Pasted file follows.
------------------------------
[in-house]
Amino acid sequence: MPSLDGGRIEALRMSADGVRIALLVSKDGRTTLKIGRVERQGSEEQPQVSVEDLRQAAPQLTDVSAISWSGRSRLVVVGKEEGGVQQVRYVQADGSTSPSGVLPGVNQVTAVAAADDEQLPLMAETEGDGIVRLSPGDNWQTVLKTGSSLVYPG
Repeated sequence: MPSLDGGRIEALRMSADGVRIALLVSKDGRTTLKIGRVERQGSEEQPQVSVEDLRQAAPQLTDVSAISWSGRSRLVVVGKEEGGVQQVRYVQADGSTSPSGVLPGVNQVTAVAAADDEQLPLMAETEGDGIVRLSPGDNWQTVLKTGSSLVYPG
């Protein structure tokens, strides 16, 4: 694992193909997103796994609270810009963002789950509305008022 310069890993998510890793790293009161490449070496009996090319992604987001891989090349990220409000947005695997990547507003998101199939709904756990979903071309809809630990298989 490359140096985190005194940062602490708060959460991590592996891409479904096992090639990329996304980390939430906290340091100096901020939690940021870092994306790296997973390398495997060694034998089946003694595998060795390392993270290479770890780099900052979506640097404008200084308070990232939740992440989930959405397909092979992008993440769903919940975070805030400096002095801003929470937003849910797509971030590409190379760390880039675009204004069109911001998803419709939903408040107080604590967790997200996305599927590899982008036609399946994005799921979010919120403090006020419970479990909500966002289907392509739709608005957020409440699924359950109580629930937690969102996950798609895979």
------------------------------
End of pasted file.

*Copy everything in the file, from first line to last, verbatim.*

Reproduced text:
[in-house]
Amino acid sequence: MPSLDGGRIEALRMSADGVRIALLVSKDGRTTLKIGRVERQGSEEQPQVSVEDLRQAAPQLTDVSAISWSGRSRLVVVGKEEGGVQQVRYVQADGSTSPSGVLPGVNQVTAVAAADDEQLPLMAETEGDGIVRLSPGDNWQTVLKTGSSLVYPG
Repeated sequence: MPSLDGGRIEALRMSADGVRIALLVSKDGRTTLKIGRVERQGSEEQPQVSVEDLRQAAPQLTDVSAISWSGRSRLVVVGKEEGGVQQVRYVQADGSTSPSGVLPGVNQVTAVAAADDEQLPLMAETEGDGIVRLSPGDNWQTVLKTGSSLVYPG
């Protein structure tokens, strides 16, 4: 694992193909997103796994609270810009963002789950509305008022 310069890993998510890793790293009161490449070496009996090319992604987001891989090349990220409000947005695997990547507003998101199939709904756990979903071309809809630990298989 490359140096985190005194940062602490708060959460991590592996891409479904096992090639990329996304980390939430906290340091100096901020939690940021870092994306790296997973390398495997060694034998089946003694595998060795390392993270290479770890780099900052979506640097404008200084308070990232939740992440989930959405397909092979992008993440769903919940975070805030400096002095801003929470937003849910797509971030590409190379760390880039675009204004069109911001998803419709939903408040107080604590967790997200996305599927590899982008036609399946994005799921979010919120403090006020419970479990909500966002289907392509739709608005957020409440699924359950109580629930937690969102996950798609895979």